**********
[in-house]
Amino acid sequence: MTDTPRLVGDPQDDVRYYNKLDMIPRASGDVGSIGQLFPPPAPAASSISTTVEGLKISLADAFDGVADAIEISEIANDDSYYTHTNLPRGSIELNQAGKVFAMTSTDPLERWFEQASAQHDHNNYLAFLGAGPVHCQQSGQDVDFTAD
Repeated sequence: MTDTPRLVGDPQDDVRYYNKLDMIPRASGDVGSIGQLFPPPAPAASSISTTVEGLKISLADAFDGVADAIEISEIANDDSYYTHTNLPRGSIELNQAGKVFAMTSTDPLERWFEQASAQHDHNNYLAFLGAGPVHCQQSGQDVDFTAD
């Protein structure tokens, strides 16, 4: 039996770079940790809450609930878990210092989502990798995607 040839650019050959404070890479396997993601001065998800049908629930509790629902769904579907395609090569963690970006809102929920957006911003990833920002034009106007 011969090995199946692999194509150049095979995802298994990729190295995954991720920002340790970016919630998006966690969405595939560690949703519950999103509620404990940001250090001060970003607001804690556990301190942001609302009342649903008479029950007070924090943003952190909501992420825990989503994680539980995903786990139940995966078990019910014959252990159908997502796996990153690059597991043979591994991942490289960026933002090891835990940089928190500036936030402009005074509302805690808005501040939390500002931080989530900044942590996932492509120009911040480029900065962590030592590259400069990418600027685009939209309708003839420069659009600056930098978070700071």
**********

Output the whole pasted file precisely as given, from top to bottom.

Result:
[in-house]
Amino acid sequence: MTDTPRLVGDPQDDVRYYNKLDMIPRASGDVGSIGQLFPPPAPAASSISTTVEGLKISLADAFDGVADAIEISEIANDDSYYTHTNLPRGSIELNQAGKVFAMTSTDPLERWFEQASAQHDHNNYLAFLGAGPVHCQQSGQDVDFTAD
Repeated sequence: MTDTPRLVGDPQDDVRYYNKLDMIPRASGDVGSIGQLFPPPAPAASSISTTVEGLKISLADAFDGVADAIEISEIANDDSYYTHTNLPRGSIELNQAGKVFAMTSTDPLERWFEQASAQHDHNNYLAFLGAGPVHCQQSGQDVDFTAD
């Protein structure tokens, strides 16, 4: 039996770079940790809450609930878990210092989502990798995607 040839650019050959404070890479396997993601001065998800049908629930509790629902769904579907395609090569963690970006809102929920957006911003990833920002034009106007 011969090995199946692999194509150049095979995802298994990729190295995954991720920002340790970016919630998006966690969405595939560690949703519950999103509620404990940001250090001060970003607001804690556990301190942001609302009342649903008479029950007070924090943003952190909501992420825990989503994680539980995903786990139940995966078990019910014959252990159908997502796996990153690059597991043979591994991942490289960026933002090891835990940089928190500036936030402009005074509302805690808005501040939390500002931080989530900044942590996932492509120009911040480029900065962590030592590259400069990418600027685009939209309708003839420069659009600056930098978070700071």